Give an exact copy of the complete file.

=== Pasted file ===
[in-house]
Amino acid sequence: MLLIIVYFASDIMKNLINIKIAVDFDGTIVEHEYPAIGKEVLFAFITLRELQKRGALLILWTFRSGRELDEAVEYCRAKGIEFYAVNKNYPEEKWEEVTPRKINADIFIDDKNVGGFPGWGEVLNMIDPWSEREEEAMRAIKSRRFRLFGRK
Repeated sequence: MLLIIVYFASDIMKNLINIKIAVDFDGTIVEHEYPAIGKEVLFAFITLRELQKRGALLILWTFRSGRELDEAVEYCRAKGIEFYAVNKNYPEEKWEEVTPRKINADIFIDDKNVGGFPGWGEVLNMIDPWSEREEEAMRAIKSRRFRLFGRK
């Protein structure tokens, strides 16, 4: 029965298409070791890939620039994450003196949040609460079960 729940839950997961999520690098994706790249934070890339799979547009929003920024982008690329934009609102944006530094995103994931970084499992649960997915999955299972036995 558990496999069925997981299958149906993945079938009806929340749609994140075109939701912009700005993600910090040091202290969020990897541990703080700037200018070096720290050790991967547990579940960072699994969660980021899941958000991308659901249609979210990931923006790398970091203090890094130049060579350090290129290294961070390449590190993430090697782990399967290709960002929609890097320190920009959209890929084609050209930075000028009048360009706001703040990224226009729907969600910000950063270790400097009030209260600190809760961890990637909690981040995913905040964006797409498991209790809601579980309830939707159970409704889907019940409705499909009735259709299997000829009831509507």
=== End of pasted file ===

[in-house]
Amino acid sequence: MLLIIVYFASDIMKNLINIKIAVDFDGTIVEHEYPAIGKEVLFAFITLRELQKRGALLILWTFRSGRELDEAVEYCRAKGIEFYAVNKNYPEEKWEEVTPRKINADIFIDDKNVGGFPGWGEVLNMIDPWSEREEEAMRAIKSRRFRLFGRK
Repeated sequence: MLLIIVYFASDIMKNLINIKIAVDFDGTIVEHEYPAIGKEVLFAFITLRELQKRGALLILWTFRSGRELDEAVEYCRAKGIEFYAVNKNYPEEKWEEVTPRKINADIFIDDKNVGGFPGWGEVLNMIDPWSEREEEAMRAIKSRRFRLFGRK
């Protein structure tokens, strides 16, 4: 029965298409070791890939620039994450003196949040609460079960 729940839950997961999520690098994706790249934070890339799979547009929003920024982008690329934009609102944006530094995103994931970084499992649960997915999955299972036995 558990496999069925997981299958149906993945079938009806929340749609994140075109939701912009700005993600910090040091202290969020990897541990703080700037200018070096720290050790991967547990579940960072699994969660980021899941958000991308659901249609979210990931923006790398970091203090890094130049060579350090290129290294961070390449590190993430090697782990399967290709960002929609890097320190920009959209890929084609050209930075000028009048360009706001703040990224226009729907969600910000950063270790400097009030209260600190809760961890990637909690981040995913905040964006797409498991209790809601579980309830939707159970409704889907019940409705499909009735259709299997000829009831509507």